By Faten Omar
KUWAIT: Many workers have lost their jobs since the country went on a coronavirus lockdown. As Kuwait imposed a partial curfew and closed its borders, airports and businesses and suspended schools, many people faced unfair actions. Kuwait Times spoke to Mohammad Al-Jasem, lawyer and Interpol-accredited expert in international law enforcement cooperation, to learn about the legal issues faced by workers.
Many employers have terminated their workers due the current situation. But Jasem said an employer does not have the right to fire his employees according to article 41 of the labor law, where the law affirms that the employer cannot terminate the services of a worker without notice, or else he must offer compensation in recognition of his loss.
“Unless the worker has committed a mistake that resulted in a large loss for the employer or violated the contract, the employer cannot just fire the worker. If it was proven that the employer terminated the worker for no obvious reason, the employee shall be entitled to end-of-service benefits and compensation for the material and moral damages suffered,” he added.
Regarding some cases where some employees were forced to sign a paper giving up their financial rights, Jasem said: “The employer does not have the right to do so and it is legally void. In many labor cases, this has not been taken into account, and the verdict was in favor of the employee despite the existence of such a paper. Likewise, the employer does not have the right to cut or suspend salaries, and is obliged to pay wages in full throughout the period of suspension as long as the employer wishes to continue working with the employee, according to article 61 of the labor law.”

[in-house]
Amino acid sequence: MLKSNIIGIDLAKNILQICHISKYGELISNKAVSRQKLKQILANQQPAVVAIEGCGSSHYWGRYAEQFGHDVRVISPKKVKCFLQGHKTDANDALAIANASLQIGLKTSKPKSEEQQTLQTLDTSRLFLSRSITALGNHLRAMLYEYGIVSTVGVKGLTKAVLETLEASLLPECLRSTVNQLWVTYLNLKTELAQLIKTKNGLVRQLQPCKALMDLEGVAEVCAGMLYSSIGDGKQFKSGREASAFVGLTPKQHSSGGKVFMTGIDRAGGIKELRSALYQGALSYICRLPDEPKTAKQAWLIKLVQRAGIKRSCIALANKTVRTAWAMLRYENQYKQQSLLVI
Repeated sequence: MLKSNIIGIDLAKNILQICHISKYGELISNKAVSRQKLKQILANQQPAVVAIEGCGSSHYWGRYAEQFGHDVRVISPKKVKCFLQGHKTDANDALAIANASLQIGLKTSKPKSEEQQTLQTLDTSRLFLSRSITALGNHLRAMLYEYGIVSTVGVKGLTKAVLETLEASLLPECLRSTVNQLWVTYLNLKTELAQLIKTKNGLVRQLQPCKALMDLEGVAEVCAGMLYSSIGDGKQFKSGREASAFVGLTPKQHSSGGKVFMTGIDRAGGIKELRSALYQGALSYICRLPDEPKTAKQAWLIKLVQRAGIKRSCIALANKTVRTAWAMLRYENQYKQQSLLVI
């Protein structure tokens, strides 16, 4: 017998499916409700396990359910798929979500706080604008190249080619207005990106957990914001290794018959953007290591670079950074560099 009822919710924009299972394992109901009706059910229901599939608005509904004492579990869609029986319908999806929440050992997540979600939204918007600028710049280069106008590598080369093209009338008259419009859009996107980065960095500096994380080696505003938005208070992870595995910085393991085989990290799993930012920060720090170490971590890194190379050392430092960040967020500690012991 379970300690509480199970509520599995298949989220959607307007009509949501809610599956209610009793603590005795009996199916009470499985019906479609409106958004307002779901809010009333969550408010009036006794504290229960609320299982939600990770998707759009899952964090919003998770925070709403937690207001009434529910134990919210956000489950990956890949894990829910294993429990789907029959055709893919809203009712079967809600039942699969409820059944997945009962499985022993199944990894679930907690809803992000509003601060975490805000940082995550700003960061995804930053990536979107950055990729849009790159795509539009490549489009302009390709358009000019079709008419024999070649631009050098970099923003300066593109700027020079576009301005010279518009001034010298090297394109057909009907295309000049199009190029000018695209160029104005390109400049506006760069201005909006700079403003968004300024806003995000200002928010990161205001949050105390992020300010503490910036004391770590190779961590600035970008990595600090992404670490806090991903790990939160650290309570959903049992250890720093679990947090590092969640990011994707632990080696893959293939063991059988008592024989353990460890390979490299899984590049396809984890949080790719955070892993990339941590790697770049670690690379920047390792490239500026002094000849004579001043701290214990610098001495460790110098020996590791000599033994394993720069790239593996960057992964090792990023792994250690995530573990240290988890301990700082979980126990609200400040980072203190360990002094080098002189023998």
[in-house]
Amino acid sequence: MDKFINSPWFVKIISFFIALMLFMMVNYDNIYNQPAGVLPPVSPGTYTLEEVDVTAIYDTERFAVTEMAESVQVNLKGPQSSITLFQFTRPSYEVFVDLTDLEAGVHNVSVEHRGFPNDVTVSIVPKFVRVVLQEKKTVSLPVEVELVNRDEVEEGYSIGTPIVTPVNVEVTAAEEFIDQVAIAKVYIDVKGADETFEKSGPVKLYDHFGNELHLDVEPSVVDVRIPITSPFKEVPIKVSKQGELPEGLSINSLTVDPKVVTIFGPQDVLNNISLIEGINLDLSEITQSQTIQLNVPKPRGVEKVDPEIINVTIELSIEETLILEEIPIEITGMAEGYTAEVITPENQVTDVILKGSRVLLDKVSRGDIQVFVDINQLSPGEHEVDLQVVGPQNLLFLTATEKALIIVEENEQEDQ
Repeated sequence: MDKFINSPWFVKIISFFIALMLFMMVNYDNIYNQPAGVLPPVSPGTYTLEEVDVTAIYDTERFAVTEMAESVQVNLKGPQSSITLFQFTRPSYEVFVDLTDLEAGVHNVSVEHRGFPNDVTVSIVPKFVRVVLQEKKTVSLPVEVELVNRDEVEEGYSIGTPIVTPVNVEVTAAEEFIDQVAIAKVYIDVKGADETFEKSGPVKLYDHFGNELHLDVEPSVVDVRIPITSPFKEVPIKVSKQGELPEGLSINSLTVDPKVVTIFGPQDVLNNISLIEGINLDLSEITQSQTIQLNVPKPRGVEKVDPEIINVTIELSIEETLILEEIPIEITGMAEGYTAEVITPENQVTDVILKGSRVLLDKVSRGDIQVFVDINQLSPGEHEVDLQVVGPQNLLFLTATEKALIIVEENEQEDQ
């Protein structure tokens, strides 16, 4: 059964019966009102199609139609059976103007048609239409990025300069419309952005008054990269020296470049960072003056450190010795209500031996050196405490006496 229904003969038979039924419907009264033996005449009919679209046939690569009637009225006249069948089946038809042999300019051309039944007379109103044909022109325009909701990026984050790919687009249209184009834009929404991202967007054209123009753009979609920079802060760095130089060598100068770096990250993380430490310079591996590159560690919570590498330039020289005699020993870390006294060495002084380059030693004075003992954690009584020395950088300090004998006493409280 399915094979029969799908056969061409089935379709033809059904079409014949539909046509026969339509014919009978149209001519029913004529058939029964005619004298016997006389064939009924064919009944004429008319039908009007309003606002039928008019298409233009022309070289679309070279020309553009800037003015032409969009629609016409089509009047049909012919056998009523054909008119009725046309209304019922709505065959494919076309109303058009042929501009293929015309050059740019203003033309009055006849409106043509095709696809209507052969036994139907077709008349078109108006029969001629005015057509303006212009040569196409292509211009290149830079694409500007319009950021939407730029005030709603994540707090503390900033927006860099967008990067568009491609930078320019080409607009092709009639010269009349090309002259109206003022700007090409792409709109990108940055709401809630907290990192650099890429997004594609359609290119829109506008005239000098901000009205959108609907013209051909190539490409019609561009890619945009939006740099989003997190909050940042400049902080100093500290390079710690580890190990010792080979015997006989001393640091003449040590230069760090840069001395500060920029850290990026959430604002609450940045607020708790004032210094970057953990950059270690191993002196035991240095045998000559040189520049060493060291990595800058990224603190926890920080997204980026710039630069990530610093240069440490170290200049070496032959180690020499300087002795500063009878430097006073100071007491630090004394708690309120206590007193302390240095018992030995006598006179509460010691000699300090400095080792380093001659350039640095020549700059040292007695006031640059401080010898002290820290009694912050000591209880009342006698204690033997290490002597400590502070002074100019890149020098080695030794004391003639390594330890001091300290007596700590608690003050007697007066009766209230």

Kuwait Times has received many complaints from teachers, and Jasem replied to all inquiries and related issues. The ministry of education has guaranteed the salaries of private and government school teachers, but what about teachers and professors in nurseries and universities? Jasem explained that the law and decisions also apply to them. “Owners are obligated to pay their employees full wages throughout the period of suspension. But the owners of these activities can end the service of the employees who have not completed the trial period by a formal notice,” he said.
About complaints from teachers regarding deduction of their salaries due to being outside the country, he said that there are two aspects to this case. “First, if the teacher was outside the country during a vacation but the conditions prevented them from returning for a reason outside their control, such as the closure of airports, this action is considered illegal and they are entitled to claim what was deducted from their dues.
In the second case, if the absence was intentional and the salary was deducted based on proven evidence presented to the school, then the teacher has no right to claim the rest of their salary due to their absence without an excuse, due to the fact that they were able to return before the occurrence of the circumstance,” Jasem said.